A Cornwall councillor who opposed a bid to replace a former nursing home with a four-storey block of 28 flats says it is "very disappointing" it has been allowed on appeal.

Ward councillor Laurie Magowan said the allowing of the appeal for Sheldon House in Sea View Road, Falmouth was yet another example of this planning process being decided by regional officials, overruling the views of the local community and local authority.

"Very disappointing," he said. "Yet another example of this planning process being decided by regional officials, overruling the views of the local community and Local Authority.

"Particularly concerning as it goes against the Falmouth Neighbourhood Plan and the impact on the conservation area."

Investin Sheldon Falmouth Developments Ltd appealed after its application to knock down the former Sheldon House Nursing Home in Sea View Road in Falmouth was refused by Cornwall Council.

Neighbours feared it would overshadow them and lead to a lack of privacy.

It was the fifth version of plans for redevelopment of the site with a previous application for 34 apartments also being refused on appeal.

Council planning officers had recommended that the new application be approved, but councillors were divided on the proposal. One of the main concerns was that there was no provision of any affordable housing on the site or a financial contribution to provide affordable homes off-site.

Falmouth Packet: A view of Sheldon House from Pennance RoadA view of Sheldon House from Pennance Road (Image: Google Maps)

There were also concerns about the scale and mass of the development with nearby residents stating that they felt they would be overlooked, overshadowed and experience loss of privacy if the development went ahead.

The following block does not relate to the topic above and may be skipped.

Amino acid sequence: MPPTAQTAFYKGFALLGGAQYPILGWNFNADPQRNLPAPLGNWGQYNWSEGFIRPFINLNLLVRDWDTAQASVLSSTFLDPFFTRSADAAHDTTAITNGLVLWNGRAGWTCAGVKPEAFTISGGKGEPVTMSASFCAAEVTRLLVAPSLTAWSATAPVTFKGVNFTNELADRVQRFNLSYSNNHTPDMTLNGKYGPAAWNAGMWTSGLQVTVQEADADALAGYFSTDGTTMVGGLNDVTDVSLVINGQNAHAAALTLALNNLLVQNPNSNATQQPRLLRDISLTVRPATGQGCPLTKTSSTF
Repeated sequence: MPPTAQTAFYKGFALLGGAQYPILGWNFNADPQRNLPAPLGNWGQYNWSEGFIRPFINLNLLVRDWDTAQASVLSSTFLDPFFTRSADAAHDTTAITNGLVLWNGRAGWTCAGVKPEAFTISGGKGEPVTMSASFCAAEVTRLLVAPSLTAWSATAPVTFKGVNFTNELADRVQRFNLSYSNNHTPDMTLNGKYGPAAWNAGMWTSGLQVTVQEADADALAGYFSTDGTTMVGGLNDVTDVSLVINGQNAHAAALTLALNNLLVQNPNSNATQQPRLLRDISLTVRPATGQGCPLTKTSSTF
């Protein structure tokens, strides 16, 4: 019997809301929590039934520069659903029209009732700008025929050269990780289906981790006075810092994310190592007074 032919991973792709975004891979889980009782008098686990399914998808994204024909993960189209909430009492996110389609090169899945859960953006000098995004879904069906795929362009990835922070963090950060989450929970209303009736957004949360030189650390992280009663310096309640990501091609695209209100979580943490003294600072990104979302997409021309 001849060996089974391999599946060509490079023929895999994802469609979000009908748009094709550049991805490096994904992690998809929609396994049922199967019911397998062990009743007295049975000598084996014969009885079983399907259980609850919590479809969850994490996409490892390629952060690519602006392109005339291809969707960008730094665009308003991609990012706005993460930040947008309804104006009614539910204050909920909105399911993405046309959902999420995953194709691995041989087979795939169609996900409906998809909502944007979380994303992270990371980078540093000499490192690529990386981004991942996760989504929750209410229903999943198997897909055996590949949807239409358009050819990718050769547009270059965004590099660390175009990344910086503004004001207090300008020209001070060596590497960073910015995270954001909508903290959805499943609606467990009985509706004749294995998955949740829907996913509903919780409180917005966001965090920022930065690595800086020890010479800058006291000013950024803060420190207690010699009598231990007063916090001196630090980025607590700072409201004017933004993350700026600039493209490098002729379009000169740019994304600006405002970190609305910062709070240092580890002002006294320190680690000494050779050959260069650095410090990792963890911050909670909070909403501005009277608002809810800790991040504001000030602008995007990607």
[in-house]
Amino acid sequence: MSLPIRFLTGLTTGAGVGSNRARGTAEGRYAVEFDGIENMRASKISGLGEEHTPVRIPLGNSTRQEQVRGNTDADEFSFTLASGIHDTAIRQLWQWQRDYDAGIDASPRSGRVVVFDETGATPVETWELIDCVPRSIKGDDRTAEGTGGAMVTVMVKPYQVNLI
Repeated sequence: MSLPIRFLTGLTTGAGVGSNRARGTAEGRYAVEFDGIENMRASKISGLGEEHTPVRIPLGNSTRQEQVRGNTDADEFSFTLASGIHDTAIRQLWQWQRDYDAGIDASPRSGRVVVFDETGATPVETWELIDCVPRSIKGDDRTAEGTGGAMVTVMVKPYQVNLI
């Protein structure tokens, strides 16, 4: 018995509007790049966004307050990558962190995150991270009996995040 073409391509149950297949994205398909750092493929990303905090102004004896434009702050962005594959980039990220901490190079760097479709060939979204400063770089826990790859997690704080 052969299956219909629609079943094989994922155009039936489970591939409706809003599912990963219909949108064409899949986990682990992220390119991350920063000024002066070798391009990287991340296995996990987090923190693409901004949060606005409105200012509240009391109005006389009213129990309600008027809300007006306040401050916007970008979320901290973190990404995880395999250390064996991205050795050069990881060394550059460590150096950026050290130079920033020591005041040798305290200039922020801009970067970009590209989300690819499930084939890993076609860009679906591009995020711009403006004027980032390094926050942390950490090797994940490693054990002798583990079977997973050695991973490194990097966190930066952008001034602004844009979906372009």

Councillors on the west Cornwall planning committee refused the application in June.

However the developer appealed with a hearing taking place before an inspector on October 18. The decision was made by the inspector this month to allow the appeal to let the development go ahead, while he did impose some conditions.

With regards to the overlooking of a neighbouring property known as New House he said there were already a considerable number of trees and shrubs that already have an effect on daylight and sunlight.

“In light of this I conclude that there would not be an unacceptable impact on the amount of daylight and sunlight received by The New House due to the presence of the proposed development.”

He added: “I therefore do not consider that the proposed development would appear overbearing or cause significant overshadowing to the occupants of The New House.”